Thursday, August 4, 2016
Reflections on Nietzsche's philosophy
Nietzsche’s philosophy is not as complicated as it appears to be. The reason it appears complicated is that people try to read some absolute meaning in it, which obviously it does not offer. People try to see his philosophy as a positivistic fat or reality, which obviously it isn’t. Like everything else it is open to interpretation.
So how should we approach Nietzsche? The answer is we should approach Nietzsche in a manner that allows us to interpret his philosophy in a certain paradigm of meaning. A paradigm that befits our own individual situations.
What I am proposing here is an interpretation of Nietzsche’s philosophy from my perspective.
Nietzsche’s Theory of Language
In the Semitic religious tradition, the most praised intellectual quality of humans is termed as the ability to name things. This ability to name things places humans above angels and the rest of the creation.
“And He taught Adam the names—all of them. And then He showed them to angels and asked, “Inform me of the names of these, if you are truthful.”
The angels couldn’t name the animals, but when the Lord asked Adam, he successfully named everything before him.
This ability to name things is the very basis of the human cognitive abilities. Man knows his world, and the objects in it through their names.
What is a name? In the world of linguistics, a name is called a sign, and it is a combination of two things. A sound, or a word, and a concept. The sound or the word we use in a name joins with a concept to form a name.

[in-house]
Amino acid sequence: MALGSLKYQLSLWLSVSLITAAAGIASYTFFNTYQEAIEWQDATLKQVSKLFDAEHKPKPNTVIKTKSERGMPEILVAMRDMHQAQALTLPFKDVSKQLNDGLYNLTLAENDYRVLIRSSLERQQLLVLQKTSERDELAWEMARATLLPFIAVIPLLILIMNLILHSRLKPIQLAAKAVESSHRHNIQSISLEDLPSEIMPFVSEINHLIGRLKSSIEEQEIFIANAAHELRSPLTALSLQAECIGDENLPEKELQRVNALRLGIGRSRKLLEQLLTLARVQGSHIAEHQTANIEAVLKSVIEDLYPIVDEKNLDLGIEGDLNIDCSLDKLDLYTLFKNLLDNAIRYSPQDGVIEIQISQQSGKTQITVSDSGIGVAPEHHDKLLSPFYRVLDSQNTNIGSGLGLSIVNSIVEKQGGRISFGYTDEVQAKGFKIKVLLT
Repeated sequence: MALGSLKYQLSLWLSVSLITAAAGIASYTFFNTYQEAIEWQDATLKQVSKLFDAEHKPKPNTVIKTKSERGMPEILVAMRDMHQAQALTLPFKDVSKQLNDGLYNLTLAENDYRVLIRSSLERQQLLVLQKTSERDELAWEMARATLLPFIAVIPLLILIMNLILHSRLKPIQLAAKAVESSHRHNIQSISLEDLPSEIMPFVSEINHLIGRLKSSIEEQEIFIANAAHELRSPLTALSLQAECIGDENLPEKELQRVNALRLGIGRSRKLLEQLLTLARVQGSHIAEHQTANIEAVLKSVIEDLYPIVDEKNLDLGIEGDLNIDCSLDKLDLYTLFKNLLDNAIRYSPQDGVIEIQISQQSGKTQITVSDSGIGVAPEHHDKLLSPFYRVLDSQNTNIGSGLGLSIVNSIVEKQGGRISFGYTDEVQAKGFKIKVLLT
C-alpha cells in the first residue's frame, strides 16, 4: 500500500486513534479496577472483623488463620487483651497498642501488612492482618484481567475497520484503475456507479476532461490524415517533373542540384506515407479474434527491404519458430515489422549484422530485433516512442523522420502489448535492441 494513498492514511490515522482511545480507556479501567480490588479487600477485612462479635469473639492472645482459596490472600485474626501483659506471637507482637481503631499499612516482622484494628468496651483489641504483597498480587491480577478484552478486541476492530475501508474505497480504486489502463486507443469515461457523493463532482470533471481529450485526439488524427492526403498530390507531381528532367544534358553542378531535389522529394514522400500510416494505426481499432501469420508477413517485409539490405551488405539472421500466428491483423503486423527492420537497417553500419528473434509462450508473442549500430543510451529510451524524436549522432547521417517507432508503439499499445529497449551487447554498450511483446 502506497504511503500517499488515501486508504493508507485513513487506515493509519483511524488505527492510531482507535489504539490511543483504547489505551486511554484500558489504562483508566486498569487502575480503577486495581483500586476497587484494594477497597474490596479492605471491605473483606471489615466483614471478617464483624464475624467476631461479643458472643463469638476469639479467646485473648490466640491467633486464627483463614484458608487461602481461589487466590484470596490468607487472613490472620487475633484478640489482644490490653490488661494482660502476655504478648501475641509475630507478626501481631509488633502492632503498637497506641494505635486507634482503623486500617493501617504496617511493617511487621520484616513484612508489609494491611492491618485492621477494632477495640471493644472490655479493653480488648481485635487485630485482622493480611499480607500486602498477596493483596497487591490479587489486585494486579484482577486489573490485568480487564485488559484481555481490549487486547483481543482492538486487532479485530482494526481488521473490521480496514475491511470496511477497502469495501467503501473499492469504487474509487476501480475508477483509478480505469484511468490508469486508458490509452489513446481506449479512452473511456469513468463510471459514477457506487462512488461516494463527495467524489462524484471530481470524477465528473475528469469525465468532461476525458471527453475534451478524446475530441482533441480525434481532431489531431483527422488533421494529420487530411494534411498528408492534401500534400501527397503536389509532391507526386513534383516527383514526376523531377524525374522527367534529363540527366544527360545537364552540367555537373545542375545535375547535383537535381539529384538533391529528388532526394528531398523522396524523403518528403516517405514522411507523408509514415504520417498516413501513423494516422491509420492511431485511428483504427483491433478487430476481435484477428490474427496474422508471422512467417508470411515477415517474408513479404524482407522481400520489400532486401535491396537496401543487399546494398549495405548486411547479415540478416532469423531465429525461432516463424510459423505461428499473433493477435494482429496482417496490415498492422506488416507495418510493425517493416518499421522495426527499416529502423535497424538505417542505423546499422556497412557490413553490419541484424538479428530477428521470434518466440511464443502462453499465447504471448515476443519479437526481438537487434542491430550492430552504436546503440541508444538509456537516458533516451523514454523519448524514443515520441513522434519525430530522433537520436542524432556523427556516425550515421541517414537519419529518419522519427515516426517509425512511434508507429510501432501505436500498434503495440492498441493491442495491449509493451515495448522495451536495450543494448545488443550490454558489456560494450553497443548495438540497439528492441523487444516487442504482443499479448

It is said that the sound or the word we choose for a concept in a name is arbitrary, means there may or may not be a reason behind its choice.
The other part of a name or a sign, the concept, is formed through a long social process. This process is very much like the process of qualitative research.
The process of research starts with something that we want to study. We gather data about that entity, analyze it and then formulate a theory about that entity, after careful sifting and reductions.
The same process is used in the formation of concepts. People of a community interact with an entity or a situation. They share their experience with each other through mutual discussions, and then, after a process of reduction, in which everything non-essential is removed from different experiences, a general concept is formed.
This concept is assigned a sound image, and the way this sound image is chosen isn’t based on any resemblance with the object it names. Like the word lion that we use for the concept of lion doesn’t bear any resemblance with the being it designates.
However, once a sound image is chosen for a concept, no one is allowed to use it for any concept other than the one for which it was chosen.
This regularity in the use of a certain sound image for a certain image is ensured and guaranteed by a strict tradition or convention.
Hence, we cannot use the word poor to designate a rich man, and if someone does so, use the designation rich for the poor, he will be called a liar.
A liar is the one who defies the conventional use of a sign, and uses it to designate a being for which it is not conventionally used. A fox can’t be called a wolf, and a wolf a fox.
This then is the sense in which we use the designations truth and lie. Truth means to stick to the convention, and lie mean to defy the tradition.
This sense of truth and lie has a great consequence for the societies where certain concepts become debatable.
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